French police have detained four people close to the country's richest woman for questioning over alleged financial crimes, in a case that has rocked the government.
Francois-Marie Banier, a close friend of L'Oreal heiress Liliane Bettencourt, Patrice de Maistre, her wealth manager, Fabrice Goguel, her tax lawyer, and Carlos Vejarano, the manager of a property in the Seychelles islands, were held on Thursday.
Police have opened three investigations involving Bettencourt, France's richest woman, following allegations of tax evasion and of illegal donations to the 2007 election of Nicolas Sarkozy, the French president.
The scandal came to light last month when the French media published transcripts of conversations between Bettencourt and De Maistre that were secretly recorded by a former butler in the heiress's household.
The tapes reportedly revealed that Bettencourt plotted to evade taxes, hiding some $103m in Swiss bank accounts while giving big donations to friends in Sarkozy's ruling UMP party.
'Surrounded by predators'
The four men were expected to be held for 48 hours, after which police must decide whether to press charges.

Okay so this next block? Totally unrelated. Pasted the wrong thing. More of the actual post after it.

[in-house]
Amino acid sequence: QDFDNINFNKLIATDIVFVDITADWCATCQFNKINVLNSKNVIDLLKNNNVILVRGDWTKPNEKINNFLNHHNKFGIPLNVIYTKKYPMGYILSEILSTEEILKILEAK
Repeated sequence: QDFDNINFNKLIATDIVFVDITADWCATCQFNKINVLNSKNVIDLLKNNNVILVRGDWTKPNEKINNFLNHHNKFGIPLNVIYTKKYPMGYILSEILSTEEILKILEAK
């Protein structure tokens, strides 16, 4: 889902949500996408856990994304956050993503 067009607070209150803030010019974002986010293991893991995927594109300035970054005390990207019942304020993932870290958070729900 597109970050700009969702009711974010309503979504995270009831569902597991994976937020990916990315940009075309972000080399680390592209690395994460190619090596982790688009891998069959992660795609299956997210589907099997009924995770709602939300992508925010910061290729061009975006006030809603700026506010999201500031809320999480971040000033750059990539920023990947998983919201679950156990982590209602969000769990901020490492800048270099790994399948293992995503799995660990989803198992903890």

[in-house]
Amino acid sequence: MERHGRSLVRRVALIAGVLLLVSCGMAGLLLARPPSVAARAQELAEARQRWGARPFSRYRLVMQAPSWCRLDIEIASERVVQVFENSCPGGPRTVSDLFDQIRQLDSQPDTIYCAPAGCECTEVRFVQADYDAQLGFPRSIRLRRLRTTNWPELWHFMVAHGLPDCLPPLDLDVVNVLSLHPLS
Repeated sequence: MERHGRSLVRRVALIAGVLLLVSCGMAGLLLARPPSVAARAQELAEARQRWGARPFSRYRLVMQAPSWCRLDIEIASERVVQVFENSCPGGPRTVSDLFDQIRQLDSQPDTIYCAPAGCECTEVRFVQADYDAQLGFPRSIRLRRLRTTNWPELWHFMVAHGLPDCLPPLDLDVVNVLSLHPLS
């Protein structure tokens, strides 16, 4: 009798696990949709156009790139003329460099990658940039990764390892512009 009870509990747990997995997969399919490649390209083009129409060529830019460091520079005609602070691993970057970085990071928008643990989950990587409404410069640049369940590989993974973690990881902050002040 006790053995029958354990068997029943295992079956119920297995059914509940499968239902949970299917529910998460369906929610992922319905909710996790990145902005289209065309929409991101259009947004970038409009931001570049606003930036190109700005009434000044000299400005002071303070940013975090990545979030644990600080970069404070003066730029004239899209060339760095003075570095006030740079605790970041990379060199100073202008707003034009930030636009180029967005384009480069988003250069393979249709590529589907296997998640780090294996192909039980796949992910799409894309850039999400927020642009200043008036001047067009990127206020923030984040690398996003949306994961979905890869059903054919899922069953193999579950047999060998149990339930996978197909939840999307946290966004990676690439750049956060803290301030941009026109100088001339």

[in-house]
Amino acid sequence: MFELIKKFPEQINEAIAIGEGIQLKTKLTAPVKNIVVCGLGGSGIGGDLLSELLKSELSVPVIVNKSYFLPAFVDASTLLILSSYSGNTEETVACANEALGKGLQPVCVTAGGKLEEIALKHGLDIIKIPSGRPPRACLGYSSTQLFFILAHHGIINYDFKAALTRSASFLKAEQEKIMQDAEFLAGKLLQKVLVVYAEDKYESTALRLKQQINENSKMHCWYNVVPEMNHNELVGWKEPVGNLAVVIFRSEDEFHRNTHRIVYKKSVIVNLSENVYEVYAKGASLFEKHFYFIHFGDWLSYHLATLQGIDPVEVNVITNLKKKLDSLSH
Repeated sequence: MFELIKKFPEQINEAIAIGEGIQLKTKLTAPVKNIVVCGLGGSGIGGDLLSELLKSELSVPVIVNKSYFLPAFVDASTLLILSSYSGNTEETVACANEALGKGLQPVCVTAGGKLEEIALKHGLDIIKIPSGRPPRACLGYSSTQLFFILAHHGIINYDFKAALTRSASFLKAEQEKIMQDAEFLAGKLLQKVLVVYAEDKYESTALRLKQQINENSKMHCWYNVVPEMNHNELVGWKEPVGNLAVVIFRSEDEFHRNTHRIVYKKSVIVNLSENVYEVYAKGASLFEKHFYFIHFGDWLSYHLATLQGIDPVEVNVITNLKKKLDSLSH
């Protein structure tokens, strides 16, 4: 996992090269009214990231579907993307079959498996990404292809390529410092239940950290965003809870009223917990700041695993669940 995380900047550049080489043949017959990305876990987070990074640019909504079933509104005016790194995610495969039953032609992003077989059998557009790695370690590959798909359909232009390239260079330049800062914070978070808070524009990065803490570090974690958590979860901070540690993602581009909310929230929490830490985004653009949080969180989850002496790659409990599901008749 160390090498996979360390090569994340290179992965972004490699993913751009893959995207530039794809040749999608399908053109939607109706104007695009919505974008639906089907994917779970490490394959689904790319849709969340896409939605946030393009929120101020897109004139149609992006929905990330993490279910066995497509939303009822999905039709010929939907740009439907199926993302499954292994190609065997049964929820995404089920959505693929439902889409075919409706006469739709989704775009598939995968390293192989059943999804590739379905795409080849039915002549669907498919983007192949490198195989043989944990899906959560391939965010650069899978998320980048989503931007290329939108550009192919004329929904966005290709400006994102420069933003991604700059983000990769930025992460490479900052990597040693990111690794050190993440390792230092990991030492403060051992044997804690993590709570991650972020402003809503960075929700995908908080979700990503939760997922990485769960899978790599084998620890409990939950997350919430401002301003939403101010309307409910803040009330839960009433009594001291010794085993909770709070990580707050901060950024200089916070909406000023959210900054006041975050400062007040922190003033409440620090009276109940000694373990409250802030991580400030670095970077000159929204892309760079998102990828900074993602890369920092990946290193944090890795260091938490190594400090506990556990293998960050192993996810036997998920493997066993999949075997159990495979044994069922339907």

A spokeswoman for the public prosecutor said they were being questioned "about the contents of these secret recordings".
Banier, a society photographer, is already facing trial charged with abusing 87-year-old Bettencourt's frailty to obtain gifts estimated at up to $1.28bn.
Francoise Bettencourt-Meyers, Bettencourt's daughter, has asked a judge to declare her mother incompetent to manage her $20bn fortune after she showered Banier with expensive gifts.
"This is an important step because for months we have been saying that Liliane Bettencourt is surrounded by predators," Olivier Metzner, the lawyer representing the daughter, said.
"We consider that she is not acting responsibly because she is being steered in a direction," he said.
Bettencourt, the main shareholder in cosmetics giant L'Oreal, called in a statement on Wednesday for an audit into firms managing her fortune to show she was mentally competent.
The scandal has drawn in Sarkozy after Bettencourt's former accountant told police that the billionairess had contributed $193,000 to his campaign in 2007 through his fundraiser and current Labour Minister Eric Woerth.
Woerth, who has resigned as party fundraiser, denied the allegations and Sarkozy has suggested they are part of a smear campaign.
The scandal comes at a delicate time for Sarkozy who is struggling with record-low approval ratings and seeking to push through an overhaul of the pensions system in the face of strong union opposition.